Now that all the boats are put to bed, we start to work on big jobs and begin to prepare for the spring, crazy right? We’ve just put things away and are already thinking about them coming out. As we run the boats through the shop and winterize, our techs and service admin team work in tandem to make recommendations to make sure that your boat performs well next summer. One of our most common recommendations is for a tune up and there’s a lot of different opinions on what a tune up is and why you need one but I am here to set the record straight and explain what it is, how often you should do it, and what it means for your boat.
What is a tune-up?
Ok first things first, a tune-up is replacing the ‘wear’ parts in your ignition system. That can mean different things for different engines. Typically, it includes, spark plugs, spark plug wires, distributor cap and rotor. This doesn’t apply to all, but if we recommend a tune-up these are generally the parts we are talking about.
Why do I need one?
The reason tune-ups often get confused with other service work is that they can present themselves as running rough, difficult to start, and can even be bad enough to backfire and miss. These can go away when the engine warms up or when the boat gets going faster. A lot of people think these are fuel issues, even as a mechanic, we can have a hard time telling the difference. The reason cylinders aren’t firing because the spark is being inhibited. A fuel issue, is that cylinders aren’t firing because fuel is being inhibited, same problem different cause. In boats, the cap and rotors often fail due to corrosion. Within the parts are raw metals like copper and aluminum that transmit electrical current to the proper spark plugs. Over time, with the damp marine environment of your boat, these parts corrode and the spark gets weak. Or, in some cases, can’t fire at all. Similarly, inside your cylinders the spark plugs at their contact points get clogged with carbon build up and heat damage. Lastly, the spark plug wires degrade with time and heat cycles, the contacts at each end lose their fit and can also corrode. Replacing these parts makes a big difference.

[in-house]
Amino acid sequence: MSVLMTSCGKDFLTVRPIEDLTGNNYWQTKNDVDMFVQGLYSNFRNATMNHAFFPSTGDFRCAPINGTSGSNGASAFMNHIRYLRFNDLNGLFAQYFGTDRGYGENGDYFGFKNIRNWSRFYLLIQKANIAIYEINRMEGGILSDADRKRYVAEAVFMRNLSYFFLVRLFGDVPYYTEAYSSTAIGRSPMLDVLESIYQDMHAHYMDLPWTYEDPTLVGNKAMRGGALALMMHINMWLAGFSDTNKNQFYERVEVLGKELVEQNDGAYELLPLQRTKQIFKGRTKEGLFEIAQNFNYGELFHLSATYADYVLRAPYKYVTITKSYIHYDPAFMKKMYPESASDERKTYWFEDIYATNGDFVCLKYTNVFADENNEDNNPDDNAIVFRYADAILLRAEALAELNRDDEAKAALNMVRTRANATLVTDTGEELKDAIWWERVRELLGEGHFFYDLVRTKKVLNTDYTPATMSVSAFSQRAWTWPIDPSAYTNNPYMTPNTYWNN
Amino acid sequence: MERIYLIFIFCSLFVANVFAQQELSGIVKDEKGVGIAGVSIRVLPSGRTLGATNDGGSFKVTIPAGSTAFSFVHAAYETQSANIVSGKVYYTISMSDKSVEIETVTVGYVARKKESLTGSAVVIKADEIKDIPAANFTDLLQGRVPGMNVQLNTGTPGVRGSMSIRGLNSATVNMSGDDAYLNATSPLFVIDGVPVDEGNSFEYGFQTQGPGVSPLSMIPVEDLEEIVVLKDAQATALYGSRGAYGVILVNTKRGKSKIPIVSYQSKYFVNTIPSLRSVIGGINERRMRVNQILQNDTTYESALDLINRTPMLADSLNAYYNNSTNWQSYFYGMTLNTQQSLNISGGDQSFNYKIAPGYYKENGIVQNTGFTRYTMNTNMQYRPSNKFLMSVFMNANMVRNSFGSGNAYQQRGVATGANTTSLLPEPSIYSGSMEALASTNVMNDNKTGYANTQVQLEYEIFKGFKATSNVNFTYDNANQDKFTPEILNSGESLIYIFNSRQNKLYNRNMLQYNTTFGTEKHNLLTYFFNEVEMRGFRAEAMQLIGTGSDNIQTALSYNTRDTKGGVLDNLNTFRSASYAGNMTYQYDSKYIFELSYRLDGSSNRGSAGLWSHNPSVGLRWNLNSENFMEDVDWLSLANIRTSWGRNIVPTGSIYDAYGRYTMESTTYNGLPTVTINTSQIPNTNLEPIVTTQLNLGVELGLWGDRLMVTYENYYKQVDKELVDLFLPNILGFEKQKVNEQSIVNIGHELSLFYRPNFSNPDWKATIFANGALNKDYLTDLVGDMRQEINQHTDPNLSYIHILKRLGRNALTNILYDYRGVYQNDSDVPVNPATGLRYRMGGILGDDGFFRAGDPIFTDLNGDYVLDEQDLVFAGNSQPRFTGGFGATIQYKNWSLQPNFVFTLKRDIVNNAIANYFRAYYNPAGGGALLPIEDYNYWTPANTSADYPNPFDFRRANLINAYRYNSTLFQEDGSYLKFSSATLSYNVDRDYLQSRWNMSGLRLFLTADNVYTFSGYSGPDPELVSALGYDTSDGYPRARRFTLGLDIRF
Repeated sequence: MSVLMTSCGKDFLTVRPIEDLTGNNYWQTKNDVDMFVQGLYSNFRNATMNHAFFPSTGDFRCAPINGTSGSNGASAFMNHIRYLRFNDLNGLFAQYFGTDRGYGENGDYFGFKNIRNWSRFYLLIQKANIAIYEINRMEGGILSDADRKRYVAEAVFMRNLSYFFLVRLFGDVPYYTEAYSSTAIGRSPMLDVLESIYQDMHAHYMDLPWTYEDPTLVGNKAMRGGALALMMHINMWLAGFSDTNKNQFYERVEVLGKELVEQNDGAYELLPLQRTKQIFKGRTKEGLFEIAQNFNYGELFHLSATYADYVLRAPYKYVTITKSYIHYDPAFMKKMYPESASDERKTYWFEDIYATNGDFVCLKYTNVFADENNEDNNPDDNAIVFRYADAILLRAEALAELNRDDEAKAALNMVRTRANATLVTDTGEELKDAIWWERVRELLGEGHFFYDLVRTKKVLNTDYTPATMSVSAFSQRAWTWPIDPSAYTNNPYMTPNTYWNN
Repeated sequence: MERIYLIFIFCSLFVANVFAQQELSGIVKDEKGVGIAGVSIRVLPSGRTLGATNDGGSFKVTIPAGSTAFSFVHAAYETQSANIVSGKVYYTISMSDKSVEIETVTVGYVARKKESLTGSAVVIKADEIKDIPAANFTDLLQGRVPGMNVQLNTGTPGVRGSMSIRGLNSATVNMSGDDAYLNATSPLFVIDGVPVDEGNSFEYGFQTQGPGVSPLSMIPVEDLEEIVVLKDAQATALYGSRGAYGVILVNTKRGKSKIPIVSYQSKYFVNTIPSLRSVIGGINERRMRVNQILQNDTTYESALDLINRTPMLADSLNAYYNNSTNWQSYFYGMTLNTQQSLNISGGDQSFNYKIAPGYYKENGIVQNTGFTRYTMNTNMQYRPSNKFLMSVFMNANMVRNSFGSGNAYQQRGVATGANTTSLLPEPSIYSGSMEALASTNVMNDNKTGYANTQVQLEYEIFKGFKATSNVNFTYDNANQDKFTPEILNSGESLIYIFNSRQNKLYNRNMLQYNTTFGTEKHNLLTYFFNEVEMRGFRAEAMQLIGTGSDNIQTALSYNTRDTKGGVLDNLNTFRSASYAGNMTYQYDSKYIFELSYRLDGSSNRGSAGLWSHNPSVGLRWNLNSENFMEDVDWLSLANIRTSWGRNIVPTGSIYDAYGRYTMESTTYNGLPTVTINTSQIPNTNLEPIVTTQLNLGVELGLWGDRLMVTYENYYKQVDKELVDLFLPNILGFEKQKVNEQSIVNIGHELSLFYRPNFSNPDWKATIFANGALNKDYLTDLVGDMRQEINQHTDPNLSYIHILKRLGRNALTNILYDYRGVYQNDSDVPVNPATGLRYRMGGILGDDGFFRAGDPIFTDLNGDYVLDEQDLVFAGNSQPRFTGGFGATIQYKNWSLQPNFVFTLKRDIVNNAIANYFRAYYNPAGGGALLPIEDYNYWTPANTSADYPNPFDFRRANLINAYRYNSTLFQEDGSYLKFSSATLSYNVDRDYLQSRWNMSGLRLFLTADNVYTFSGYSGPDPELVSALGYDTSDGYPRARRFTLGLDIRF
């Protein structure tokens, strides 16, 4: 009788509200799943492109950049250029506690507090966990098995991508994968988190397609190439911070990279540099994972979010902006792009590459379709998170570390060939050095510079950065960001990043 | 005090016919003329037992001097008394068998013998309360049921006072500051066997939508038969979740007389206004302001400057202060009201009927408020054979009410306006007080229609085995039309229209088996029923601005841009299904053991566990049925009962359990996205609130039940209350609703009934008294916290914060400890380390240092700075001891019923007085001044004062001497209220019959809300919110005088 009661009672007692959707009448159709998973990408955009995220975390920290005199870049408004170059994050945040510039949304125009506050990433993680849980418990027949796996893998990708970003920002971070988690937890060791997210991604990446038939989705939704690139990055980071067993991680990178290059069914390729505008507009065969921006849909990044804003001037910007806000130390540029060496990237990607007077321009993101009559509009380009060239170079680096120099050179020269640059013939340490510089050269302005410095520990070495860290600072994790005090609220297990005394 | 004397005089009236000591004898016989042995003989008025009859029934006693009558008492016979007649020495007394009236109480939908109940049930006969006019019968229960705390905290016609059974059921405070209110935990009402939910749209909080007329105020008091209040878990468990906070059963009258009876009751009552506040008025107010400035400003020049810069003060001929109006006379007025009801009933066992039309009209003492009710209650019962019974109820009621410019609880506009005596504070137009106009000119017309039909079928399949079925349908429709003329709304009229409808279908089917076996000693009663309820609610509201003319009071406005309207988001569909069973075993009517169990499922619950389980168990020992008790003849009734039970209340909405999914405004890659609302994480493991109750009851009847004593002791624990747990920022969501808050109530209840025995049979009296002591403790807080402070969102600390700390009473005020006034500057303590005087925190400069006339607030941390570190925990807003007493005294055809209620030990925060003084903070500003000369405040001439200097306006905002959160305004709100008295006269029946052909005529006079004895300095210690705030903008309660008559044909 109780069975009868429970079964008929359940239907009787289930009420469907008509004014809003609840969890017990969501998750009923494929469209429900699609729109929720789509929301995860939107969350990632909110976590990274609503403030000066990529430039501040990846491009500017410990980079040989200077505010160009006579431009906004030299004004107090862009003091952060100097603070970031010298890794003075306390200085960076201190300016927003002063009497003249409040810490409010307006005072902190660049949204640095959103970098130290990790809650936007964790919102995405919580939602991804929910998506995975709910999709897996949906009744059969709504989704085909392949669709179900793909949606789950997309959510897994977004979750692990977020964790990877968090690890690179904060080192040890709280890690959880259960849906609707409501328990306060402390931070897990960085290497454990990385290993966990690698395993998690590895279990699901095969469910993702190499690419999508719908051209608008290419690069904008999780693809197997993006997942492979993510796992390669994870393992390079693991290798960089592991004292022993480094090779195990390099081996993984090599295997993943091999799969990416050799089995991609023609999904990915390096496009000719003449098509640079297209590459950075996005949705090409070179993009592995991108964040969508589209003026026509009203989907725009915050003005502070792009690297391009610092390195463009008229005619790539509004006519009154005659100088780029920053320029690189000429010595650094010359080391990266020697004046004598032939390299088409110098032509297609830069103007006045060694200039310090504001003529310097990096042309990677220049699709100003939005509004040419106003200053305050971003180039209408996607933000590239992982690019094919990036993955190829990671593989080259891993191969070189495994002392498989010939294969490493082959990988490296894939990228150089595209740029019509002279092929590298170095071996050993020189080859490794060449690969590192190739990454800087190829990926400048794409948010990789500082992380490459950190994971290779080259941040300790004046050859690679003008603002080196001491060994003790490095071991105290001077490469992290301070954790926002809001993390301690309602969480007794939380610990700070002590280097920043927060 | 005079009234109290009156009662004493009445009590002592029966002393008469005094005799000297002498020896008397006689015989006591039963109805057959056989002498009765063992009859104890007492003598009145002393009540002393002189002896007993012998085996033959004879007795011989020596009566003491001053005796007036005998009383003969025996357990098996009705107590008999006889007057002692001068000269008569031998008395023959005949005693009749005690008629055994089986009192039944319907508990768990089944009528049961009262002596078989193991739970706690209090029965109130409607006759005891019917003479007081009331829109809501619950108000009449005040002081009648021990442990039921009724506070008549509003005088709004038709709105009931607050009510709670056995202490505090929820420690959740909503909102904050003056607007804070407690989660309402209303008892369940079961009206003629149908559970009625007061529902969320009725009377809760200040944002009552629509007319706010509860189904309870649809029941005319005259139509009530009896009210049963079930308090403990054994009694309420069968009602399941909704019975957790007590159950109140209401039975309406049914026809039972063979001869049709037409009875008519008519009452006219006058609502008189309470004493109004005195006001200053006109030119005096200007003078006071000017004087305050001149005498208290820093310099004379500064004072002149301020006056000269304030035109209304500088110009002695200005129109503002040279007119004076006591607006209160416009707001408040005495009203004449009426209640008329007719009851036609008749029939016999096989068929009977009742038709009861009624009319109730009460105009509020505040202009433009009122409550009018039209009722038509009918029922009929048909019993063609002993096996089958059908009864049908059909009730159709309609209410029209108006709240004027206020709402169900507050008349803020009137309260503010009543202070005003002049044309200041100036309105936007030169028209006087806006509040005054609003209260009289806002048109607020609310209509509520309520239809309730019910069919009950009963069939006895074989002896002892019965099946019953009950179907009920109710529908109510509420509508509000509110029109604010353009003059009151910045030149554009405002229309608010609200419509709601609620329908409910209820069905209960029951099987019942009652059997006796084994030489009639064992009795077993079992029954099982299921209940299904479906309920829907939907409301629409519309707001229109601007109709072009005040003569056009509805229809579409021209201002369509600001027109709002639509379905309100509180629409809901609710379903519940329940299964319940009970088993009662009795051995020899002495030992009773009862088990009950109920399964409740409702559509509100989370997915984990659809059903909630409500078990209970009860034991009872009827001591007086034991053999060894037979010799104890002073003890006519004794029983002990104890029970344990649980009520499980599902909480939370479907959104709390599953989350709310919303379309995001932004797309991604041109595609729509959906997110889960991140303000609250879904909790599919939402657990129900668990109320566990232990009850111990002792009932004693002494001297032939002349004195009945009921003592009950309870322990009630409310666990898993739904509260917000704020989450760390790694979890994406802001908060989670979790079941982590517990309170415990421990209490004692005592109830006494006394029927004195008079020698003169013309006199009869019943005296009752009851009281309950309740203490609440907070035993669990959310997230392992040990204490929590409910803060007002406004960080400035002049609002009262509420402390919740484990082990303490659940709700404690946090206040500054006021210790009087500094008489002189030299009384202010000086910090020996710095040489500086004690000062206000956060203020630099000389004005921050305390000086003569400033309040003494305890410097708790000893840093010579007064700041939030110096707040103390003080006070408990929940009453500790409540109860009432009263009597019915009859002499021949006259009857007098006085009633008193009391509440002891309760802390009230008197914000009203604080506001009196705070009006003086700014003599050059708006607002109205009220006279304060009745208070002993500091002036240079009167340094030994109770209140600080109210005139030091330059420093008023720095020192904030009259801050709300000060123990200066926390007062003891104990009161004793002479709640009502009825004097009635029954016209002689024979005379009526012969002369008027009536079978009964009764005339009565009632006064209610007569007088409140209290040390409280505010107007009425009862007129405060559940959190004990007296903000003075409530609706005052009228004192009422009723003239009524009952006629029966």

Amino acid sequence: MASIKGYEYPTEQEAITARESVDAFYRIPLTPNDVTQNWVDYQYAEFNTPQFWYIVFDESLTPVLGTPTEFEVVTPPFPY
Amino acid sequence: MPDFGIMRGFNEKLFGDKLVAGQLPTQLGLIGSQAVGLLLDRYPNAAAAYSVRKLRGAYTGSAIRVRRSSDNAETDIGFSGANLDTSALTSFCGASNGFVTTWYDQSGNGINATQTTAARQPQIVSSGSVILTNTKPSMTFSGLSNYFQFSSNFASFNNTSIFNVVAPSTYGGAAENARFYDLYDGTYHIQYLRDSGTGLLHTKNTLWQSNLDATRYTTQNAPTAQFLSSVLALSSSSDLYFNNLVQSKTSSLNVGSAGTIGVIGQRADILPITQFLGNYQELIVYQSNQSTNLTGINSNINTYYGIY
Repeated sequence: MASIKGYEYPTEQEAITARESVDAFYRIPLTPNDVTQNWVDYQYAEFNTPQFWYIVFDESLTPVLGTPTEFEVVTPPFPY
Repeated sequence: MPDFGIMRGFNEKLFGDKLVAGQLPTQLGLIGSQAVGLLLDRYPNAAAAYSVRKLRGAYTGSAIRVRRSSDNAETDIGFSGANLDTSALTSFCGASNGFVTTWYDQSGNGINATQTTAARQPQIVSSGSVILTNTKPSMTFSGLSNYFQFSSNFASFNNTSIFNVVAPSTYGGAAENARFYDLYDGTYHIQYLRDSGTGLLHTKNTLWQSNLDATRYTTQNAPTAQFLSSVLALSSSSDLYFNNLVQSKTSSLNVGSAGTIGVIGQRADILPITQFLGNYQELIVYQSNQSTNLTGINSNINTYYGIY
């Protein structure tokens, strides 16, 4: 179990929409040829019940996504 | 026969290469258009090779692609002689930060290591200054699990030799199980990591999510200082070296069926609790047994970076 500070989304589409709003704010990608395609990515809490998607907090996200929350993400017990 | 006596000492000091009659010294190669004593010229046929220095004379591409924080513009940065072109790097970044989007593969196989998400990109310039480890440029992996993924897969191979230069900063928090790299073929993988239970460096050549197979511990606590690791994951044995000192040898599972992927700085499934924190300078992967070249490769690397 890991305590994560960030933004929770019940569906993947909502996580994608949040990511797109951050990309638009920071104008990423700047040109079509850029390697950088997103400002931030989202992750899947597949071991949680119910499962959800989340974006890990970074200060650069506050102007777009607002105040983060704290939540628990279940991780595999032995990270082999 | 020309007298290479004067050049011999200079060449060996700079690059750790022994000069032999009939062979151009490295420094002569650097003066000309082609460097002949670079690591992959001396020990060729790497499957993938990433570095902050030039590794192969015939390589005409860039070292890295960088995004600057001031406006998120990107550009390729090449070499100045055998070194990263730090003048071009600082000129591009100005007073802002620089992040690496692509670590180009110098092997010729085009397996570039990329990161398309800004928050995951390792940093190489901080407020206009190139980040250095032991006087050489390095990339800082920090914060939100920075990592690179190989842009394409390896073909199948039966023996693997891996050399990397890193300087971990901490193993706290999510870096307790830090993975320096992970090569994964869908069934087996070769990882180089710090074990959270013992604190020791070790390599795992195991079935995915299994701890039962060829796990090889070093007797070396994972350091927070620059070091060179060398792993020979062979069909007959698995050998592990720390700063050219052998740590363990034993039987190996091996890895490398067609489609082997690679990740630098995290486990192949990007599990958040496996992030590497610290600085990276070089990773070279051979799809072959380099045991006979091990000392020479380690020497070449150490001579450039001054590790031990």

What does it get me?
Replacing these parts can strengthen the spark and immediately increases your firing efficiency. This will make your boat more fuel efficient, more powerful, and a smoother ride. Increased spark makes the starts easier, and ensures that every cylinder fires every time.
How often should this happen?
A tune-up should happen approximately every 5 years, or 150 hours as recommended by manufacturers. We often have people comment that there’s no way their boat needs a tune-up because they’ve “barely used it.” Unfortunately, low use is a more common condition for bad ignition parts as they corrode from lack of use and lose their conductive efficiency. So, if your boat is running rough, hard to start, or doesn’t seem to be as efficient as it once was, consider contacting our service department so that we can take care of your tune-up needs today!